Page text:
How to Be Good at Science, Technology & Engineering is recommended for a wide age range, from middle school to adult readers who would learn more about science. While How to Be Good at Science, Technology & Engineering supports the STEM curriculum and will likely be chosen for school collections, it should be consulted by anyone who would absorb the basics of science in a volume packed with colorful cutaways and examples throughout.
Whether it's illustrating how engines work, concepts of stretching and deforming forces, various acids and their applications, or ecosystems, How to Be Good at Science, Technology & Engineering excels at explanations backed with color examples from real-life experiences and applications, simplifying and emphasizing the connection between basic science and everyday life.
Power in Numbers
Talithia Williams, PhD
Power in Numbers: The Rebel Women of Mathematics documents code breakers, scientists, computer programmers, and women who worked their mathematical magic in different disciplines, documenting 30 extraordinary individuals whose work not only refuted popular stereotypes about women and math, but helped change the world.
200 photos pair with original interviews with several of these women in a survey that comes not from a reporter's perspective but from an Associate Professor of Mathematics and co-host of the TV show NOVA.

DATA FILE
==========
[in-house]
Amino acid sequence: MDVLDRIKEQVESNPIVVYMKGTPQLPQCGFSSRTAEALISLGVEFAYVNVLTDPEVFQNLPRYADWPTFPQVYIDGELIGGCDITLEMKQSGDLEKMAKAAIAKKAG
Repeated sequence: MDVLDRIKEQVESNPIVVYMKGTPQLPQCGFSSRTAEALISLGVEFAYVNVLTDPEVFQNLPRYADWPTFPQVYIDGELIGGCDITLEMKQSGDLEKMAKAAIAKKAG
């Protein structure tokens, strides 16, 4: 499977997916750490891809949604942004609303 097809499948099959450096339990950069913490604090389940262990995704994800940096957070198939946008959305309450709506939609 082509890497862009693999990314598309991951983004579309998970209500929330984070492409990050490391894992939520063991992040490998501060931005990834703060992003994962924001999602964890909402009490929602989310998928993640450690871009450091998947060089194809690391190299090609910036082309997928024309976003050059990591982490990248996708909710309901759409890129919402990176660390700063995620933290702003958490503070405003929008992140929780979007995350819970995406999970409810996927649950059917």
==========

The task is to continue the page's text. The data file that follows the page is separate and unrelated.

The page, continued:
Her background lends authority and insight to a lively set of biographical and scientific sketches that consider the effective presence of women in math and why it's a particularly supportive, exciting time for women to be participating in applied and pure mathematics fields.
From how cancer may be battled with math to how quantum mechanics discoveries can change everyday life, readers will look forward to a satisfying dose of mathematical concepts and research in this wide-ranging discussion, which should be in any women's studies, science, or high school collection.
Amherst Media Inc.
Amherst Media is primarily known for its how-to books instructing neo-professional photographers; so while one can say that Rescue Cats: Portraits and Stories is somewhat of a departure from their usual catalog, it should also be noted that this portrait of an animal advocate and photographer's cat rescues is as much a celebration of domestic rescue processes as it is a photo essay about cats.
Readers receive instruction on the characteristics of various breeds, the individual personalities of the subjects under the lens, and also learn about the process of capturing cats on film in a photo survey that pairs close-up color photos of each cat with a biography of their personality and rescue needs.